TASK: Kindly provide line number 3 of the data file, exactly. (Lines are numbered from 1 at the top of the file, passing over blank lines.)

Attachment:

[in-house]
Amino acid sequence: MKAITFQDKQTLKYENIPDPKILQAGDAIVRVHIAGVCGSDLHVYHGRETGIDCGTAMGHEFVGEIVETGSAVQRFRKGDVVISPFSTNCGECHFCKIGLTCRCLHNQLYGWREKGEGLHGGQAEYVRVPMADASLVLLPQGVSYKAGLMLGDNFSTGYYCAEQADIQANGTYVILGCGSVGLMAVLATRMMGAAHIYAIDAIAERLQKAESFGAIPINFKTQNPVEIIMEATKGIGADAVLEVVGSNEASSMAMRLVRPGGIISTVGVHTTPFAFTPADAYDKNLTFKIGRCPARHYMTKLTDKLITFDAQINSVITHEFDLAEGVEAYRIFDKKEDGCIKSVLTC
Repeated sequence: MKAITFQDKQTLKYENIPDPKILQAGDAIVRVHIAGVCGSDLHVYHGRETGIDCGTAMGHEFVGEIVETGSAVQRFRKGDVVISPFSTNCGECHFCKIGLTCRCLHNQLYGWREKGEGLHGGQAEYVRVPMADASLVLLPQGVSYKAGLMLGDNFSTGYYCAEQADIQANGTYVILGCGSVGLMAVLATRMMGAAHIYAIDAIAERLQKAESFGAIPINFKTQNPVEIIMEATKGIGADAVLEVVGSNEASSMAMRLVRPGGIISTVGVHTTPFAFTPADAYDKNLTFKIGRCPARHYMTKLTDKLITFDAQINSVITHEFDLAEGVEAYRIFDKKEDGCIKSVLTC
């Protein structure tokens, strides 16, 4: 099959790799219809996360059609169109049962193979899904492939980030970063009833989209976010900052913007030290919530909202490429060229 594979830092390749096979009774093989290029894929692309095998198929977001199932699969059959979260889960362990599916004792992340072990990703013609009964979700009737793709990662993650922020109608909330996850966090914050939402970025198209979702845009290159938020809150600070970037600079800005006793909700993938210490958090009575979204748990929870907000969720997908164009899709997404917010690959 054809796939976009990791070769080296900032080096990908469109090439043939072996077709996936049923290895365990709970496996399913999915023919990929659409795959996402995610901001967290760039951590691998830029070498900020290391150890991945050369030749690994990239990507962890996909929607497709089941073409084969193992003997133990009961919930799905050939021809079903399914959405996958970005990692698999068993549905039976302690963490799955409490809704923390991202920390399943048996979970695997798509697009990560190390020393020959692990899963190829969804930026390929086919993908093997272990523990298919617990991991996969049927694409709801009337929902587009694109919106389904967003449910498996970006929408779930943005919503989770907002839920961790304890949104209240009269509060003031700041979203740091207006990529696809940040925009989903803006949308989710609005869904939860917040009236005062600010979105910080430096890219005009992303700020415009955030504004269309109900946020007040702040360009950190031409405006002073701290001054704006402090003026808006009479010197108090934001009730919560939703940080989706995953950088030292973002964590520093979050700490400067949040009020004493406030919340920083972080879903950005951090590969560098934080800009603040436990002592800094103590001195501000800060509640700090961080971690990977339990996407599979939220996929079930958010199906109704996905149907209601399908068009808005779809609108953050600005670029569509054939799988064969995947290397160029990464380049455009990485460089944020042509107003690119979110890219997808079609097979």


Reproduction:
Repeated sequence: MKAITFQDKQTLKYENIPDPKILQAGDAIVRVHIAGVCGSDLHVYHGRETGIDCGTAMGHEFVGEIVETGSAVQRFRKGDVVISPFSTNCGECHFCKIGLTCRCLHNQLYGWREKGEGLHGGQAEYVRVPMADASLVLLPQGVSYKAGLMLGDNFSTGYYCAEQADIQANGTYVILGCGSVGLMAVLATRMMGAAHIYAIDAIAERLQKAESFGAIPINFKTQNPVEIIMEATKGIGADAVLEVVGSNEASSMAMRLVRPGGIISTVGVHTTPFAFTPADAYDKNLTFKIGRCPARHYMTKLTDKLITFDAQINSVITHEFDLAEGVEAYRIFDKKEDGCIKSVLTC